There is this stupid, racist saying that goes, “The puna’s no place for turkey buzzards.” They invented that to mean that us Blacks can’t live in high places—that’s what the puna is, you know—because we can’t take it, can’t take the harsh climate, can’t take how hard life is here. They’re saying that the sierra is just for Indians and whites and mestizos. That us Blacks are forever condemned to live in the stifling heat of the coast, there by the sea.
That doesn’t make sense. So what do we have to be? Redheads? Palefaces? Incas? We’re Blacks, we belong in the mountains as much as any man among them. We been here for years, maybe centuries. People don’t know that Blacks came to South America with the first conquistadors. We were part of that conquest, too, though the history books have always left out that part of the story. But we were there all right, herding the horses, carrying provisions and weapons, training the savage dogs we set on the Indians during battle. Then later we served as a shield for the masters and mistresses against the arrows and stones and axe blades the Indians turned on us. Many of those wars were won and lost by us; it’s always been true that we’re the ones with the greatest losses in American wars. But no one remembers to count us.
In this valley of cane fields, we are the best cutters, and during the harvest season the owners fight to sign us up. Cutting cane is really hard work; it’s for men with arms of steel, who can last out anything. It’s a job that grinds you down and leaves your back bowed forever. It’s good pay, but after that crop, what? How are you supposed to eat the rest of the year? We have to be quick on our feet, take any job—porter, packer, drive carts, clean out irrigation ditches—or, as a last resort, go to the city and work in a factory.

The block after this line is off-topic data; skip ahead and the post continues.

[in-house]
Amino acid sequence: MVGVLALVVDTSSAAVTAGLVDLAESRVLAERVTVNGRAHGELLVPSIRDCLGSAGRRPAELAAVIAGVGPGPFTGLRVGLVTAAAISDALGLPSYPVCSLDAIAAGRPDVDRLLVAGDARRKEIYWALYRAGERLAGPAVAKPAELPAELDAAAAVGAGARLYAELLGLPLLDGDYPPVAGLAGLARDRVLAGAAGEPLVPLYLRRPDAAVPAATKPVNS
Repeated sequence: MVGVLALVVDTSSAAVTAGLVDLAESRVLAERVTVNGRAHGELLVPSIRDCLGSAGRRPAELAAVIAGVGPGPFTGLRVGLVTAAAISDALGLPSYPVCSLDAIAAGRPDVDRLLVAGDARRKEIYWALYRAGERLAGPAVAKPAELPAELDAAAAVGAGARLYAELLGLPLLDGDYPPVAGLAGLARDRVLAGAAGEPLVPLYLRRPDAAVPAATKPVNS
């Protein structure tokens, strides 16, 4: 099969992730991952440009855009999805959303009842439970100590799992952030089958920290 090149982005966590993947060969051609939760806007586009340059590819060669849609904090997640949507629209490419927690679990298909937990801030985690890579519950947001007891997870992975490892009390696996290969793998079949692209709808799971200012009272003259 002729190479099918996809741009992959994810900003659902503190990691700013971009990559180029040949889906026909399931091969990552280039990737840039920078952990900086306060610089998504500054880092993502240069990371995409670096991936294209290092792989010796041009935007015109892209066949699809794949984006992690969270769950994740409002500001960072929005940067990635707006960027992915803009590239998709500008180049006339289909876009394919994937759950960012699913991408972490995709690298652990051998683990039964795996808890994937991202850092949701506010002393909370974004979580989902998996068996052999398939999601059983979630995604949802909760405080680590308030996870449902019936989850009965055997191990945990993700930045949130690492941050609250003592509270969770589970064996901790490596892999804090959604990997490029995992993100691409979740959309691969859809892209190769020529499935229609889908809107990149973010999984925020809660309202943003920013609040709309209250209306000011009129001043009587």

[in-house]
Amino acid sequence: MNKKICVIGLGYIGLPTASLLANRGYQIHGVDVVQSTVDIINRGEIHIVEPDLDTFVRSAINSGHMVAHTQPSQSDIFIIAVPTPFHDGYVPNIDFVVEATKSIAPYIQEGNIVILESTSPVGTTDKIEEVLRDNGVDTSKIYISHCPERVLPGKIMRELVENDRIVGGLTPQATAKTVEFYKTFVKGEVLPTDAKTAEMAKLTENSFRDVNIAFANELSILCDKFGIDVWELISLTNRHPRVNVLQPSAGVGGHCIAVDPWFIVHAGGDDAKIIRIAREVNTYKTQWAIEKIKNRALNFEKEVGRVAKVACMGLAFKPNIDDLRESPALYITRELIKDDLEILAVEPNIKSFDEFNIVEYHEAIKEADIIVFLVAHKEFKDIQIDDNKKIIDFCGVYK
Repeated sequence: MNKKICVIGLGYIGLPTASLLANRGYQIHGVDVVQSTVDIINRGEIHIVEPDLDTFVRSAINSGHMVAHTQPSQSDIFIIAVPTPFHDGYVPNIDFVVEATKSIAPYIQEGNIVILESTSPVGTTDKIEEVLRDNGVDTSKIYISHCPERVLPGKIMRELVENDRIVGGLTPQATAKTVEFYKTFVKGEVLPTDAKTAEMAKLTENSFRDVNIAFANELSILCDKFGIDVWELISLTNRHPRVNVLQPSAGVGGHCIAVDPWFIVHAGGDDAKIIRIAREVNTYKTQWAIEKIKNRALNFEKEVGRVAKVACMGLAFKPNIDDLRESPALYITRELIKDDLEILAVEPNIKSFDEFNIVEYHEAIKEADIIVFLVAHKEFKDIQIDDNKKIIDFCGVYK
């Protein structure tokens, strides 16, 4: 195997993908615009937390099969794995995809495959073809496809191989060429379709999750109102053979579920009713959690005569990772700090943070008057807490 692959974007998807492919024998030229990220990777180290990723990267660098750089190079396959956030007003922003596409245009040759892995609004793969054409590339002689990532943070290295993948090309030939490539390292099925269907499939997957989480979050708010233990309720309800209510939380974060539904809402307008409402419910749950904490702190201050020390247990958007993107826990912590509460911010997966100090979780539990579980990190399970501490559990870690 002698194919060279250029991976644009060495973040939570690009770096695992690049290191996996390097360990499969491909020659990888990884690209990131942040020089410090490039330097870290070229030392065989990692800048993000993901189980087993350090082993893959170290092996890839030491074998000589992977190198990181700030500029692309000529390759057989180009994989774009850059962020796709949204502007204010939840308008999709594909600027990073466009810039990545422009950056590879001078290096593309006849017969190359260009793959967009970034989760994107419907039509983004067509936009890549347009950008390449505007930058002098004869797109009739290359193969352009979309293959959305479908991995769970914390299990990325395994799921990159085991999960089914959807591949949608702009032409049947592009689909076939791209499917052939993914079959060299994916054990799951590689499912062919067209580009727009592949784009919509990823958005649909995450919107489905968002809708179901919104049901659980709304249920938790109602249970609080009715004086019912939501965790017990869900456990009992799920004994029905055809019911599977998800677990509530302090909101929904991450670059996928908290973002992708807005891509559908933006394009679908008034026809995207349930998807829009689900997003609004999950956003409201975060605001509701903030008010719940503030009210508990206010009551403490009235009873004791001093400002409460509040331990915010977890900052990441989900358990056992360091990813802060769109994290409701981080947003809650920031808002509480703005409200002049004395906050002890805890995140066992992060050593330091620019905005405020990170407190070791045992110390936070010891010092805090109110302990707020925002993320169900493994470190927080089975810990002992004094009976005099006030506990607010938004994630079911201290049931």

There’s plenty of work on the coast. Lots more than here. But we like living here. We were born here and we have the sierra in our heart. We like the pure air and blue sky, the rugged mountains and the green of the small plots climbing up the mountainside. We also like the nip of the evening cold when the sun goes down. No matter how often they say that stupid “The puna’s no place for turkey buzzards,” it is! Yessir, in Chota we have Blacks who are men of the Andes—Andes to the bone.
We’ve worked our shift now and we’re waiting for the truck that will take us back to camp. Once there I’ll take a brush and soap and water to my face and chest and armpits, and then after I get a bite at the cantina I’ll go to the movies. This one has shooting, and I heard the women show their tits. Tomorrow I’ll be at work at the dawn, but I don’t need much sleep. Four or five hours and I’m good as new.